NEW DELHI: Over 15 crore workers went on nationwide strike to oppose, amongst many issues, the changes in the labour laws by the central government.

In response to a call by central trade unions, employees struck work impacting heavily on banks and transport.

The Bandh received a good response in West Bengal, Kerala, Bengaluru, partly in Mumbai and in New Delhi. Goa, Karnataka and parts of Uttar Pradesh also responded positively to the bandh call. There were impacts of Bandh even in Goa, Karnataka and Uttar Pradesh a bit.

The trade union leaders claimed that the proposed changes in the labour laws will further narrow the scope of opportunities for contract workers. They will also have to work without a social security cover.

Speaking to The Citizen, West Bengal trade union leader Debanjan Chakraborty said, “ The government is trying to cut out all benefits so that we die on the roads. Where are the labour laws that are meant to benefit the whole of the organized and unorganized sector. There is no heed to our demands. The proposed amendments are going to make it worse for us”.

Secretary for the Kerala Chapter of CITU, Nandkumar told The Citizen, “ The Bandh is a huge success in this part of the country. The roads are deserted and no one has gone to work. It is a total chakka Jaam. Our fight is not going to end here, we will take it to every level till our demands are not met.”

A look at the demands of the trade unions versus the responses of the government explains the reason for the strike across India.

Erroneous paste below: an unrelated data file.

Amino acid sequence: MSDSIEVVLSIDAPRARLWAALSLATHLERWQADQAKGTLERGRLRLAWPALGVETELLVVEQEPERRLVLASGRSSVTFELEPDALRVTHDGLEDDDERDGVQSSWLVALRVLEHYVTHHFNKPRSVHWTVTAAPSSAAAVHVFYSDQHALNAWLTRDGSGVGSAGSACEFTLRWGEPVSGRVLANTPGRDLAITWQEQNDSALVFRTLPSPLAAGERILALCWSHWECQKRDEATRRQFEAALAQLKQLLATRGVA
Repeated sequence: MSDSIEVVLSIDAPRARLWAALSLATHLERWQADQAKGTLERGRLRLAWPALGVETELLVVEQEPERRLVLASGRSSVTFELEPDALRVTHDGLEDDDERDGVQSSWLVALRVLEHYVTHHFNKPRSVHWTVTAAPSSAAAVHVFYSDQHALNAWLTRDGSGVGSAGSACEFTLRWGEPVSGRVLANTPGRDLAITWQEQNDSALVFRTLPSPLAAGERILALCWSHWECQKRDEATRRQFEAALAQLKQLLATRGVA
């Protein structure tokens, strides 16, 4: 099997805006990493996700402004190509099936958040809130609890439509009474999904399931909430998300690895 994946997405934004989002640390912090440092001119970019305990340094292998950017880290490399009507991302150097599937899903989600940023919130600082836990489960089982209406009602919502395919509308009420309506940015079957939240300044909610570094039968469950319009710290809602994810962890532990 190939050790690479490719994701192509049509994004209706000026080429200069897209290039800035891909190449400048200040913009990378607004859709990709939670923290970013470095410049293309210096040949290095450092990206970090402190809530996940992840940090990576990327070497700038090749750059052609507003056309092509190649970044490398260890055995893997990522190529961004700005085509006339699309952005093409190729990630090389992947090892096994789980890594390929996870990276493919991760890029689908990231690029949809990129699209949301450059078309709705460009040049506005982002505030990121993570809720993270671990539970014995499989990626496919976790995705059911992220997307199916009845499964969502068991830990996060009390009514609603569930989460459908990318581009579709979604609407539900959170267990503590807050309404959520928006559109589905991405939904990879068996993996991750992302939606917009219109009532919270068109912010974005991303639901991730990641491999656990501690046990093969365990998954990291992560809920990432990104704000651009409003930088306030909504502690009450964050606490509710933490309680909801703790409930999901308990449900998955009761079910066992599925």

The government has proposed “Formula based” minimum wage from rs.7000 per month” according to its calculation placing prices of vegetables Rs.16/kg, Dal Rs.65/kg, Non- Veg Rs.85/kg),Rent Rs.390/per month. Whereas the trade unions are demanding a minimum wage for all as per the 44th Indian Labour Conference(ILC) decision of not less than rs.15000 per month.

The government claims to ensure minimum wages for contract workers. Trade Unions say that minimum wages are already legally guaranteed for contract workers. Their demand is for “same wages and other benefits to contract workers as regular workers for same and similar work.”

Trade unions are demanding that all anti worker labour law amendments are scrapped. This includes those proposed by the centre and enacted by some of the state governments, such as Rajasthan, Maharashtra and Madhya Pradesh which impose legal “slavery.”

A.R.Sindhu, National Secretary, Centre of Indian Trade Unions(CITU) said, “ The response of the Bandh shows that there is ‘No acche din’ and the labour class is suffering the way it was in the past years. We cannot be taken for granted. This is the basic minimum rights that we are talking about and demanding for. The government cannot go ahead with this plan in place”.

Labour laws should be amended to expand coverage and improving labour rights. The trade unions, thus, want the withdrawal of the Prime Ministers Office directive to the states for labour law amendments in line with those adopted by the Rajasthan government.

The government claims that it is considering social security coverage for ‘volunteers’ such as anganwadi, asha and mid day meal workers. The trade unions want steps taken for workers regularisation, minimum wages and pension for all scheme workers as per the decision of the 45th Indian Labour Conference.

Even the written assurance by the GOI in 45th ILC to increase the wage of MDM workers from Rs.1000 per month to Rs.2000 per month has not been implemented. Government has cut down the budget allocations by half for the schemes including ICDS, NHM, MDMS and MNREGA, Trade unions now want full budgetary allocation for the schemes.

The government figures point out that about 2.4 million public sector jobs were lost from 1991 to 2011-12. The trade unions want employment for all.

There is a long list of demands that the government has not even responded to. The strike, the trade unions office bearers said, is the first of what can become a prolonged agitation if their demands are not met.